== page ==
NEW YORK, NY - JUNE 10: Police officers at the 44th Precinct in the Bronx stand at Roll Call on June 10, 2015 in New York City. In an effort to combat the rise in murders and shootings, hundreds of additional New York City Police Officers will begin walking city streets as part of an aggressive NYPD initiative called 'Summer All Out'. About 330 officers will be taken off of administrative duty to patrol the streets in some of the city's most violent neighborhoods. (Photo by Spencer Platt/Getty Images)
NEW YORK, NY - JUNE 10: New York City Mayor Bill de Blasio speaks at a news conference at the 44th Precinct in the Bronx on June 10, 2015 in New York City. In an effort to combat the rise in murders and shootings, hundreds of additional New York City Police Officers will begin walking city streets tomorrow as part of an aggressive NYPD initiative called 'Summer All Out'. About 330 officers will be taken off of administrative duty to patrol the streets in some of the city's most violent neighborhoods. (Photo by Spencer Platt/Getty Images)
NEW YORK, NY - JUNE 10: Police officers at the 44th Precinct in the Bronx stand at Roll Call on June 10, 2015 in New York City. In an effort to combat the rise in murders and shootings, hundreds of additional New York City Police Officers will begin walking city streets as part of an aggressive NYPD initiative called 'Summer All Out'. About 330 officers will be taken off of administrative duty to patrol the streets in some of the city's most violent neighborhoods. (Photo by Spencer Platt/Getty Images)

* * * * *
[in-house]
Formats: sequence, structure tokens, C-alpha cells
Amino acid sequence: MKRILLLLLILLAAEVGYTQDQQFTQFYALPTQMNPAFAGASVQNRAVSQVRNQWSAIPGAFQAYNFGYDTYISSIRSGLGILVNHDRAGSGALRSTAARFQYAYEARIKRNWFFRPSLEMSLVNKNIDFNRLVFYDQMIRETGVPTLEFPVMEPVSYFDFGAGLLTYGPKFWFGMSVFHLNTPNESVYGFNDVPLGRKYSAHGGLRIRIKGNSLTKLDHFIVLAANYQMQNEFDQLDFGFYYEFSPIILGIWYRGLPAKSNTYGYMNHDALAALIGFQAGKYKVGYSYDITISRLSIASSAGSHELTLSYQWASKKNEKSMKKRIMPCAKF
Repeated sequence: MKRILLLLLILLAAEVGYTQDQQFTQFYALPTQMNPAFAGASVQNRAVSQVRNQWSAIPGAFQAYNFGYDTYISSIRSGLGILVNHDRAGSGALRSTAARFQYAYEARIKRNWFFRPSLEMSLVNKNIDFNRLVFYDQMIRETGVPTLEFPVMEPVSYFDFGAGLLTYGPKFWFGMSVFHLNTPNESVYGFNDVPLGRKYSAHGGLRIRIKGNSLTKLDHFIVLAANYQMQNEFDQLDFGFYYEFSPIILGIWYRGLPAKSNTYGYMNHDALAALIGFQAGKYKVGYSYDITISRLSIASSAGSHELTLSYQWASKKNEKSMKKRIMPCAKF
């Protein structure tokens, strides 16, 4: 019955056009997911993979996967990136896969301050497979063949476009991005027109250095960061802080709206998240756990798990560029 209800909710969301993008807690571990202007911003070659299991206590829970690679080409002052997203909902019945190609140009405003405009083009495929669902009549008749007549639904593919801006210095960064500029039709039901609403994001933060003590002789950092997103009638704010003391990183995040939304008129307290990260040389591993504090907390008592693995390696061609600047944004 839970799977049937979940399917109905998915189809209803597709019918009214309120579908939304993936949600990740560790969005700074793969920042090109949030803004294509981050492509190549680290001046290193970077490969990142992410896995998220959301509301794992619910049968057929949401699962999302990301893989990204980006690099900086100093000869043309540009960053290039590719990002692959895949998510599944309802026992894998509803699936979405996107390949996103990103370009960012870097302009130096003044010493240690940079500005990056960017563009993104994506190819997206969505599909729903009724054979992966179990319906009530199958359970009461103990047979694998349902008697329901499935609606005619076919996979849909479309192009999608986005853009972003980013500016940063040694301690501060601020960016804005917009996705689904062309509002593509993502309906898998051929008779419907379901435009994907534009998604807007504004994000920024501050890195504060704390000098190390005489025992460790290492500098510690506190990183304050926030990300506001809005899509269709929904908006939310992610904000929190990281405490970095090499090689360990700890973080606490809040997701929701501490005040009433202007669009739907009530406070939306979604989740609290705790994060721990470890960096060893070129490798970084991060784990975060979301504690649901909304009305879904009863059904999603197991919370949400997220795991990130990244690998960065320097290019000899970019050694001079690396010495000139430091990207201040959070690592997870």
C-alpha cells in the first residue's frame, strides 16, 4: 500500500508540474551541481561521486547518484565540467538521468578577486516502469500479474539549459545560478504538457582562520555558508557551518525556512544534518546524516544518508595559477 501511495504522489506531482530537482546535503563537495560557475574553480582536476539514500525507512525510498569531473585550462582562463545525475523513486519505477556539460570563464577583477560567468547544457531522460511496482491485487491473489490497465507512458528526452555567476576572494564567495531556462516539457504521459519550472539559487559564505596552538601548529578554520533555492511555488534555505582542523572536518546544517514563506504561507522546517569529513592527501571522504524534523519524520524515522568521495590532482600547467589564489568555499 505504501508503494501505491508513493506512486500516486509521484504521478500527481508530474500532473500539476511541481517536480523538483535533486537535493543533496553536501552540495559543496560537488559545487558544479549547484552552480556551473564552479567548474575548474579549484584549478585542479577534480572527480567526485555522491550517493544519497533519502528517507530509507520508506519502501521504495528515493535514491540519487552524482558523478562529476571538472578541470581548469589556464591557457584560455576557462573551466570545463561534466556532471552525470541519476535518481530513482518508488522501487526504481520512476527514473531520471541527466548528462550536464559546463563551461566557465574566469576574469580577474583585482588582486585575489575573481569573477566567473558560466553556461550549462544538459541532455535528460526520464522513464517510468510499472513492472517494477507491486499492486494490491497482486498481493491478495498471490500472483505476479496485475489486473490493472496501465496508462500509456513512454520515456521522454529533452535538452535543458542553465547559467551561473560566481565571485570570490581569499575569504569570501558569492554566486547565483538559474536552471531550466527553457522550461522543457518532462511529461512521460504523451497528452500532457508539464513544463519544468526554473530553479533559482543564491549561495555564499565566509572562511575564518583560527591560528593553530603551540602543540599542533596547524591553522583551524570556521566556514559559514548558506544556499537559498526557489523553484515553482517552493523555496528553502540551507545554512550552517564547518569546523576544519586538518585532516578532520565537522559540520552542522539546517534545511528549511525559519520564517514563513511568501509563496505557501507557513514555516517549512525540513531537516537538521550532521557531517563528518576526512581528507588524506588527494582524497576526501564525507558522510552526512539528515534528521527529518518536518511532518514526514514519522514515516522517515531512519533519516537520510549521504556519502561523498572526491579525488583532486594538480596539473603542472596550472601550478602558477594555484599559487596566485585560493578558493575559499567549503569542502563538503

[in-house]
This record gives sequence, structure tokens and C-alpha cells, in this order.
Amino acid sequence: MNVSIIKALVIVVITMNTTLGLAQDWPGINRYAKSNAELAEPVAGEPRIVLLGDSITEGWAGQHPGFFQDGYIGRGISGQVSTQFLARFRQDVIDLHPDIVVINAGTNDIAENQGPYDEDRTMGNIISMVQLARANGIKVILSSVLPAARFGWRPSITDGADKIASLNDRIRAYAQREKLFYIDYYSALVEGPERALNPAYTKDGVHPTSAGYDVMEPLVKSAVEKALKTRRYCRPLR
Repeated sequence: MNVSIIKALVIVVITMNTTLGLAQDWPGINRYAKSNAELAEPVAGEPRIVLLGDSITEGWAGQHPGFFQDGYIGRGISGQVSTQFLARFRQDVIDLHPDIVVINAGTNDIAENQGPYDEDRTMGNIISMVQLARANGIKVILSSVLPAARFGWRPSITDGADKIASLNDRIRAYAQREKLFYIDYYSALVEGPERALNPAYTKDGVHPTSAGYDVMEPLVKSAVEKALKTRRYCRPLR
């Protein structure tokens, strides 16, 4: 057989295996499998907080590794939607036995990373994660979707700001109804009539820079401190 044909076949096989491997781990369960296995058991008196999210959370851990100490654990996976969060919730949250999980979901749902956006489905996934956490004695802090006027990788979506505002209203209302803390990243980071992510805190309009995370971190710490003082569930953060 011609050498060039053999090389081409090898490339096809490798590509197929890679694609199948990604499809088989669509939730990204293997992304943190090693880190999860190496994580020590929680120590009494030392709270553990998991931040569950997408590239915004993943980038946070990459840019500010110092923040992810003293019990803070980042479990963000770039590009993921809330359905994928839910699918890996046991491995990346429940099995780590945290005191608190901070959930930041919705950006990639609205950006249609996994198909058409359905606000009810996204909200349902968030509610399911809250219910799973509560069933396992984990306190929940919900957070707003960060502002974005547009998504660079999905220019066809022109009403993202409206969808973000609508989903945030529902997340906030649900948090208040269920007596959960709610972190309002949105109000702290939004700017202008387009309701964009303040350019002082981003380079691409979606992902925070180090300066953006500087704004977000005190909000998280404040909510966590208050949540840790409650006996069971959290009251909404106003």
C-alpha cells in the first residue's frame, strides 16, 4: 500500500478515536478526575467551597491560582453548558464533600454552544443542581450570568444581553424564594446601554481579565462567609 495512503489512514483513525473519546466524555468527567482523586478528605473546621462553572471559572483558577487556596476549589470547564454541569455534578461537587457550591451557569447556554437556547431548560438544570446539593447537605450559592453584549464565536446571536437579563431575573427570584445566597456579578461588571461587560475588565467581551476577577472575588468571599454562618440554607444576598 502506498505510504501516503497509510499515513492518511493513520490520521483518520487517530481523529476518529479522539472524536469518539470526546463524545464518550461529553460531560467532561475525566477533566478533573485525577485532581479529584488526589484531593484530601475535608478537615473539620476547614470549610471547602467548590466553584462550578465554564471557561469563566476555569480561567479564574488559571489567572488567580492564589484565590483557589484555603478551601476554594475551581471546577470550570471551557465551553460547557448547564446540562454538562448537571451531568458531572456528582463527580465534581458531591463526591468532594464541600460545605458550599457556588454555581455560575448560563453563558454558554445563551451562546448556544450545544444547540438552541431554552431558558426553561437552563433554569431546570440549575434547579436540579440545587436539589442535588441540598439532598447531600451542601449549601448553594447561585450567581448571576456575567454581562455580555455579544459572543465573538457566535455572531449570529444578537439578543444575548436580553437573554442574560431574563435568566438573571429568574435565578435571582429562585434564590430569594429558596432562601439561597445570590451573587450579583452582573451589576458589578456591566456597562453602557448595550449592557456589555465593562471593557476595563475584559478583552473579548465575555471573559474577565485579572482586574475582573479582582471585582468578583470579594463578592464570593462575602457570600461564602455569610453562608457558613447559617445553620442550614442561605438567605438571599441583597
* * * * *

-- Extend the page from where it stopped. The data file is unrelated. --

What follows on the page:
NEW YORK, NY - MAY 13: New York Police Department Commissioner Bill Bratton speaks at a press briefing after a hammer-wielding attacker assaulted a police officer on May 13, 2015 in New York City. The attacker was shot twice by a police officer and is currently in the hospital undergoing medical treatment. (Photo by Andrew Burton/Getty Images)
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Overall crime fell by 1.7 percent, but in several severe categories actually ticked up in 2015. The year saw a 4.5 percent increase in the city's murder rate and a 6 percent rise in the incidence of rape.

Some portion of the overall drop in crime may have more to do with declines of enforcement rather than offense. The NYPD made 11,000 fewer marijuana arrests in 2015 than the previous year, and it seems unlikely that ganja has suddenly lost its popularity. That drop, along with a 30 percent decline in all criminal court summonses, reflects the kinder, gentler style of Broken Windows policing championed by the de Blasio administration. By contrast, though, a 3 percent fall in reported shootings may reflect the department's stepped-up enforcement of firearms laws — in 2015, gun arrests rose by more than 10 percent.

Alternatively, all of these statistics could reflect nothing but the administration's desire to distort reality for political ends — if you agree with Ray Kelly's assertion on AM 970 last month. "I think you've got to ... look at those numbers because I think there are some issues with the numbers that are being put out," the former commissioner told the station. "I think there's some redefinition going on as to what amounts to a shooting, that sort of thing."

In an interview with WCBS on Monday morning, Mayor de Blasio denied cooking his administration's not entirely flattering 2015 figures. "It's the exact same numbers, the exact same methodology being used under Bratton as was used under Kelly," de Blasio said.